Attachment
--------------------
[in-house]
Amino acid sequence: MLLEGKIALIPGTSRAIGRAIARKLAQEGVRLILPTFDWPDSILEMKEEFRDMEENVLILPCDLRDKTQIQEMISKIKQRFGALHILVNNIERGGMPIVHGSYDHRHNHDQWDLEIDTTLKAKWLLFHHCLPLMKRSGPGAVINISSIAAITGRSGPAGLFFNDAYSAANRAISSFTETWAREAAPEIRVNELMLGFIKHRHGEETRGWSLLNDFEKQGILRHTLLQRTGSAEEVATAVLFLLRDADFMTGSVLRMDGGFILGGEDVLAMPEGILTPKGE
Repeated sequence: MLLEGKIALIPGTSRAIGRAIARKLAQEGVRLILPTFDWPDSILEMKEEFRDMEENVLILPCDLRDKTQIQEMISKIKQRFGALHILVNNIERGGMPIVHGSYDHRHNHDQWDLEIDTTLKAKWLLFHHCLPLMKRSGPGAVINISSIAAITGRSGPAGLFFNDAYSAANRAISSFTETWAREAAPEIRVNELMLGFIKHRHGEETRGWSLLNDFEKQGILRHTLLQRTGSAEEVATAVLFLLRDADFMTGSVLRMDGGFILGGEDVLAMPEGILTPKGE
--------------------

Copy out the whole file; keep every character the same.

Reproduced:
[in-house]
Amino acid sequence: MLLEGKIALIPGTSRAIGRAIARKLAQEGVRLILPTFDWPDSILEMKEEFRDMEENVLILPCDLRDKTQIQEMISKIKQRFGALHILVNNIERGGMPIVHGSYDHRHNHDQWDLEIDTTLKAKWLLFHHCLPLMKRSGPGAVINISSIAAITGRSGPAGLFFNDAYSAANRAISSFTETWAREAAPEIRVNELMLGFIKHRHGEETRGWSLLNDFEKQGILRHTLLQRTGSAEEVATAVLFLLRDADFMTGSVLRMDGGFILGGEDVLAMPEGILTPKGE
Repeated sequence: MLLEGKIALIPGTSRAIGRAIARKLAQEGVRLILPTFDWPDSILEMKEEFRDMEENVLILPCDLRDKTQIQEMISKIKQRFGALHILVNNIERGGMPIVHGSYDHRHNHDQWDLEIDTTLKAKWLLFHHCLPLMKRSGPGAVINISSIAAITGRSGPAGLFFNDAYSAANRAISSFTETWAREAAPEIRVNELMLGFIKHRHGEETRGWSLLNDFEKQGILRHTLLQRTGSAEEVATAVLFLLRDADFMTGSVLRMDGGFILGGEDVLAMPEGILTPKGE